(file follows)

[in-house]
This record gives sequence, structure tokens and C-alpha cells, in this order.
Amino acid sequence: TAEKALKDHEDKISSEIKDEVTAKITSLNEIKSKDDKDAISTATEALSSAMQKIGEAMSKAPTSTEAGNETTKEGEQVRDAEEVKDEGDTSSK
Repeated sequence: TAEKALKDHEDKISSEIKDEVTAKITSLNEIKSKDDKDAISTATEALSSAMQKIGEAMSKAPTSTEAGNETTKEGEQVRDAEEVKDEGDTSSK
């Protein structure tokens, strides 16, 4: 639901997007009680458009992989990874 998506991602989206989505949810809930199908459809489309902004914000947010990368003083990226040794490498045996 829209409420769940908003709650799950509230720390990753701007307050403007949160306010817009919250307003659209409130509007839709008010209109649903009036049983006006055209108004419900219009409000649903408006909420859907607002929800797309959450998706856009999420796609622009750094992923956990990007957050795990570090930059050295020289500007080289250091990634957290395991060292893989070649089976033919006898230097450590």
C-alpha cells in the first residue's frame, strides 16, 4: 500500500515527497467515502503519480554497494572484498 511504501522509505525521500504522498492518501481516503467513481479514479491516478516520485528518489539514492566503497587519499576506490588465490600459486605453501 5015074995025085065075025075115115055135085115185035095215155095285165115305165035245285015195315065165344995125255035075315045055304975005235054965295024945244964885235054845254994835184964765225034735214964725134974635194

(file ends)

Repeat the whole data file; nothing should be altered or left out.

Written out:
[in-house]
This record gives sequence, structure tokens and C-alpha cells, in this order.
Amino acid sequence: TAEKALKDHEDKISSEIKDEVTAKITSLNEIKSKDDKDAISTATEALSSAMQKIGEAMSKAPTSTEAGNETTKEGEQVRDAEEVKDEGDTSSK
Repeated sequence: TAEKALKDHEDKISSEIKDEVTAKITSLNEIKSKDDKDAISTATEALSSAMQKIGEAMSKAPTSTEAGNETTKEGEQVRDAEEVKDEGDTSSK
């Protein structure tokens, strides 16, 4: 639901997007009680458009992989990874 998506991602989206989505949810809930199908459809489309902004914000947010990368003083990226040794490498045996 829209409420769940908003709650799950509230720390990753701007307050403007949160306010817009919250307003659209409130509007839709008010209109649903009036049983006006055209108004419900219009409000649903408006909420859907607002929800797309959450998706856009999420796609622009750094992923956990990007957050795990570090930059050295020289500007080289250091990634957290395991060292893989070649089976033919006898230097450590």
C-alpha cells in the first residue's frame, strides 16, 4: 500500500515527497467515502503519480554497494572484498 511504501522509505525521500504522498492518501481516503467513481479514479491516478516520485528518489539514492566503497587519499576506490588465490600459486605453501 5015074995025085065075025075115115055135085115185035095215155095285165115305165035245285015195315065165344995125255035075315045055304975005235054965295024945244964885235054845254994835184964765225034735214964725134974635194